Sentinel Rock, a naturally-formed stone tower, stands at Thacker Pass’ eastern entrance. The day before Easter, Max Wilbert and I accompanied Fort McDermitt Paiute and Shoshone tribal members Daranda Hinkey, her father Day, and Eddie Smart to Sentinel Rock. We had heard that Daranda, Day, and Eddie’s ancestors had gathered at Sentinel Rock for generations. And, sure enough, as we climbed up to Sentinel Rock, the ground was covered with glittering shards of obsidian left over from countless efforts to create arrowheads and other tools.
As we ascended Sentinel Rock, through rabbit brush and volcanic rocks, I pondered how many generations of humans must have sat on the rocks I was climbing over. I imagined these people watching the surrounding lands for deer and antelope herds while fashioning arrowheads. I heard the excitement in ancient voices as they strategized for the upcoming hunt. I tasted the trout they pulled from the nearby stream and cooked with the delicious wild onions we found growing around Sentinel Rock. I sensed the joy community after community shared as they gathered here century after century to face east, the direction Day explained was the Paiute way to pray and sing.
The joy vanished when I crested the top of Sentinel Rock. Daranda asked if I could picture a gaping open pit lithium mine in the land we were gazing at.
Thacker Pass stretched out before me. I saw all of her. I saw her strong shoulders, the tawny and auburn Montana mountains in the north. I saw her abundant hips, the tall, brown Double H mountains in the south. I saw the sagebrush forming her sylvan, silver skin rippling over her ridges and draws. I saw the fierce light in her eyes reflected in the powerful spring slant of afternoon sun.
I also saw how exposed, how vulnerable Thacker Pass was.
As this realization settled in, Thacker Pass said I’ve always been this vulnerable. I’ve always been here, exposed, giving myself to everyone who comes to me. But, no one before has ever wanted to destroy me.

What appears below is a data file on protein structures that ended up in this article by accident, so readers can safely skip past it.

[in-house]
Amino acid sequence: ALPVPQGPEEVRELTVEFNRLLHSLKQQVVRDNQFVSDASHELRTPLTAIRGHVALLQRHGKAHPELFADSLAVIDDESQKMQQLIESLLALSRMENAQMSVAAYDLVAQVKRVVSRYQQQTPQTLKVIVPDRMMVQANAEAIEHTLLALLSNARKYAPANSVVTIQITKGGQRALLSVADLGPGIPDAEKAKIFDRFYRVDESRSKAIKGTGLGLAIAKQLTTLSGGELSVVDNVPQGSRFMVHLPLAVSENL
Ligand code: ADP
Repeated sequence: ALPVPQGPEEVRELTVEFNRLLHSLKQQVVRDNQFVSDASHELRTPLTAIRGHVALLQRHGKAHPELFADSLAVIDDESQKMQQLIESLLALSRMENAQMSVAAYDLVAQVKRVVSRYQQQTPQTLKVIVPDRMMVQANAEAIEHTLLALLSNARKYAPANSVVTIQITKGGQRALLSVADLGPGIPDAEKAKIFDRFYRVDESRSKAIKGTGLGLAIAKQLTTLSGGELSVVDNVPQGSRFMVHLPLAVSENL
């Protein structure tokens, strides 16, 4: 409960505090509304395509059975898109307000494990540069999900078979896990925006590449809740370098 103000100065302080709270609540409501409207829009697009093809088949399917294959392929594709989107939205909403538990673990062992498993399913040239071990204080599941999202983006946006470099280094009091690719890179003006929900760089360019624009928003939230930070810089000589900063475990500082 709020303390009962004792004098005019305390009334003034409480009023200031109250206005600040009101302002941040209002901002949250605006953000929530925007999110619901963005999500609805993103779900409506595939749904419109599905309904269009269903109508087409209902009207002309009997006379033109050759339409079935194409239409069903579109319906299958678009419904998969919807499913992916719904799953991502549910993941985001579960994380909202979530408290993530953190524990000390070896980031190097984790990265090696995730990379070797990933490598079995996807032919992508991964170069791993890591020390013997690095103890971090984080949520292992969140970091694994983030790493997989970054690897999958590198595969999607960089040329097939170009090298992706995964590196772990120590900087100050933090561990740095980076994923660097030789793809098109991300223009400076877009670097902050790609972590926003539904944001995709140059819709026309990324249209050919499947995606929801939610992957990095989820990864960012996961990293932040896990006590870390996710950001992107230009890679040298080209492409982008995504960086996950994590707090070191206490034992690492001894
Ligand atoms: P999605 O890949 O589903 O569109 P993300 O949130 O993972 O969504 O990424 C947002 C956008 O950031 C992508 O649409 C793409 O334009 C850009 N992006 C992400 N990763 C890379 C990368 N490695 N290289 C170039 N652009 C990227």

Her voice turned into images. The seasons cycled over Thacker Pass. The shadows grew and the wind turned chill. Heavy snows fell. Insects died. Snakes retreated into the earth. Mule deer and antelope chased warmth towards the basin floor. Thacker Pass fell into winter’s temporary death.
But, then the sun grew stronger. The snow melted. The creeks swelled. Insects emerged from larvae. Snakes, their quick tongues flicking at the sunlight finding its way into their dark rooms, ventured forth. Mule deer and antelope climbed back up the Pass to find young, green graze. Thacker Pass showed me how she rose from her temporary death as she had forever.
I was raised Catholic and I could not ignore the Easter imagery in these visions. Though I was raised Catholic, the land is now my goddess. And, at a time when the Christian world celebrated the one-time resurrection of Jesus Christ, Thacker Pass – with the rest of the land – has risen from the dead every year forever.
I began to cry softly, hoping no one noticed, when I pictured what Lithium Americas’ open pit mine would do to Thacker Pass. I knew that, if the mine was constructed, Thacker Pass – who had resurrected herself countless times to give life to so many – would never rise from the dead again.